1. What are the ATO’s expectations of tax risk management?

From the ATO’s perspective, good corporate governance includes managing tax risk, which should be an integral part of the company’s overall corporate governance. Put simply, tax considerations should be embedded in the company’s decision making processes - not merely an afterthought.

This is a key element to the ATO’s ‘justified trust’ concept, where the ATO has confidence that the taxpayer has paid the right amount of tax. A strong robust tax governance framework is a key driver of achieving justified trust. Whilst the ATO’s justified trust program applies to larger public and private groups, the ATO encourages all taxpayers to work towards implementing a strong tax governance framework.

The ATO is on record as saying that boards are too often ignorant about the gap between their company's official tax governance policies and what actually happens. Accordingly, boards need to more frequently ‘check-in’ to ensure that one follows the other.

2. What are three things directors need to know about the ATO Corporate tax governance overview?

The following issues should be high on a Director’s list:

  1. Have in place a tax risk management strategy for the board, management and staff to follow. This should include regular ‘check-ins’ to ensure that the board’s policy has been appropriately implemented and followed by management and staff.
  2. Aim to adopt the ‘justified trust’ concept relative to their organisational size/structure – as this will hold the company in good stead when identifying and mitigating tax risks.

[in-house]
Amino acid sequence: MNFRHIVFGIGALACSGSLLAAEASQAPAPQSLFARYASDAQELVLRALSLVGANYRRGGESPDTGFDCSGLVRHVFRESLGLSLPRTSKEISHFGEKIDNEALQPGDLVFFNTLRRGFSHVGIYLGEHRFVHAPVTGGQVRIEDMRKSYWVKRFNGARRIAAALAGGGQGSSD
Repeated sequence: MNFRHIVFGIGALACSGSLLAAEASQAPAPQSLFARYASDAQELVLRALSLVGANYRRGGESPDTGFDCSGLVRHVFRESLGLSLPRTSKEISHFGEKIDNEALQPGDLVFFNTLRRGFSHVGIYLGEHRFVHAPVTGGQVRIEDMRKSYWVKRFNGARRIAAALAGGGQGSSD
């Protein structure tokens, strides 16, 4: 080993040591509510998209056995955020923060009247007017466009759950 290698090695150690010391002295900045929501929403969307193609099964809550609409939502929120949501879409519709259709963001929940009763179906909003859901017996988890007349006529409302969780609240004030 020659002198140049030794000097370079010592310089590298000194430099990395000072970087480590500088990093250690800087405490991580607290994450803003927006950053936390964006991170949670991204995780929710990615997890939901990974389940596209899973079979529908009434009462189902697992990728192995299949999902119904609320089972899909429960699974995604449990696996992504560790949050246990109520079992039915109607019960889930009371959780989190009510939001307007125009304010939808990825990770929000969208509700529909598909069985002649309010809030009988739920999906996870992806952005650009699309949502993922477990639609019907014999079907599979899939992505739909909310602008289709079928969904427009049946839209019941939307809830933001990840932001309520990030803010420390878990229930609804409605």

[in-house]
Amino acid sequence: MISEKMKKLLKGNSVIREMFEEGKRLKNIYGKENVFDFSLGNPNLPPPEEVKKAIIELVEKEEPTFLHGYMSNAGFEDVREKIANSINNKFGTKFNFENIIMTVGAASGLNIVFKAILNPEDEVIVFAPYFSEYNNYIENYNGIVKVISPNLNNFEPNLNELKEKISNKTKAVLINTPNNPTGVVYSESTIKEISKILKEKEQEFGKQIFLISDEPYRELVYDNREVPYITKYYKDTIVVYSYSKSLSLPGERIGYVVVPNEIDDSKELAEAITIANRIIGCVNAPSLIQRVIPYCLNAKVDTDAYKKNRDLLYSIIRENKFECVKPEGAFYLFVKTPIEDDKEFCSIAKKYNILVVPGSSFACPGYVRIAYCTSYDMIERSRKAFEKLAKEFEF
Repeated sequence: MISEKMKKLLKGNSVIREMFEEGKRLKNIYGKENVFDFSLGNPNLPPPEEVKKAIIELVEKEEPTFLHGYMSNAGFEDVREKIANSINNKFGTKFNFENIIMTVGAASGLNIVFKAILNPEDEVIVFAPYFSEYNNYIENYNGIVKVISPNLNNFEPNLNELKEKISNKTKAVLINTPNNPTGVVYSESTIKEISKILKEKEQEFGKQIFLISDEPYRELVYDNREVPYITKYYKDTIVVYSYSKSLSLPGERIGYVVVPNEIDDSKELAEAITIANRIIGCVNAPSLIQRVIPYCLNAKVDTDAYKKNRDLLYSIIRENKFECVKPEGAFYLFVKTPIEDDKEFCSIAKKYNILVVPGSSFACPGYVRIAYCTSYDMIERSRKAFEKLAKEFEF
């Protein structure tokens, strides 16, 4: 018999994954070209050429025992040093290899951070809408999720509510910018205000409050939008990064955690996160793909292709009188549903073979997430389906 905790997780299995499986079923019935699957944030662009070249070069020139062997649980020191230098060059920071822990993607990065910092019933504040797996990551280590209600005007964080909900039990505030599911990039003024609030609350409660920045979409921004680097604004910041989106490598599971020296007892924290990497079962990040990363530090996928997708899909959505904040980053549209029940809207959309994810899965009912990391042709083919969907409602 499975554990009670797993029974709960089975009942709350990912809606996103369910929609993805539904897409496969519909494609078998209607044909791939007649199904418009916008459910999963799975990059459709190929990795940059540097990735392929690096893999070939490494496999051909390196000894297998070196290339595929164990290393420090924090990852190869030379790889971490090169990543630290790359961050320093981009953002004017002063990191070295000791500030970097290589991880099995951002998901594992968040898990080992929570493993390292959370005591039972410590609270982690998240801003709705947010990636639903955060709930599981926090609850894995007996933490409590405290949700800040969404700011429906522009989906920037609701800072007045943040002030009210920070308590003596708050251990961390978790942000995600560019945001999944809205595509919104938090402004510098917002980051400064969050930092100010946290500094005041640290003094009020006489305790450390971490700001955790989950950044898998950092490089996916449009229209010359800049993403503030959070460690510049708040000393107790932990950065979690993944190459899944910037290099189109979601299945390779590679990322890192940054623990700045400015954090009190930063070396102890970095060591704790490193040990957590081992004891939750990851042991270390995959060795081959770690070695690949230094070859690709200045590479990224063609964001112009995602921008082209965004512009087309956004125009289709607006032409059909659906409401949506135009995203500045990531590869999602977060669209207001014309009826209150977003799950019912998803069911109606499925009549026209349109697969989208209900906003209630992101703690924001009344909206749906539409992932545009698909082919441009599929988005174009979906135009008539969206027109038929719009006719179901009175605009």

3. Directors need to familiarise themselves and be aware of the salient tax risks facing the company – they need to have sufficient knowledge to be able to identify the risks and put processes in place to mitigate and alleviate such risks.

3. How do corporate governance frameworks for SMEs differ to those for larger enterprises and listed companies?

Whilst the best practice guidance on the governance framework is quite detailed, the ATO accepts that it is not possible to be applied to all taxpayers and that different entities may legitimately adopt different governance practices based on a range of factors, including their size, complexity, history and corporate culture.

Accordingly, the framework may be less formal, but as long as it still deals with the relevant risks in a reasonable way, this should be able to be supported in the event of an ATO audit. Ultimately, the issue will be about evidencing that the taxpayer is aware of the tax risks and puts in place effective controls to mitigate these risks.

There may be SME specific risks which should also be dealt with (eg, less segregation of duties). Where this is the case, specific controls should be put in place to mitigate such risk.

4. What are the board level responsibilities versus the managerial level responsibilities?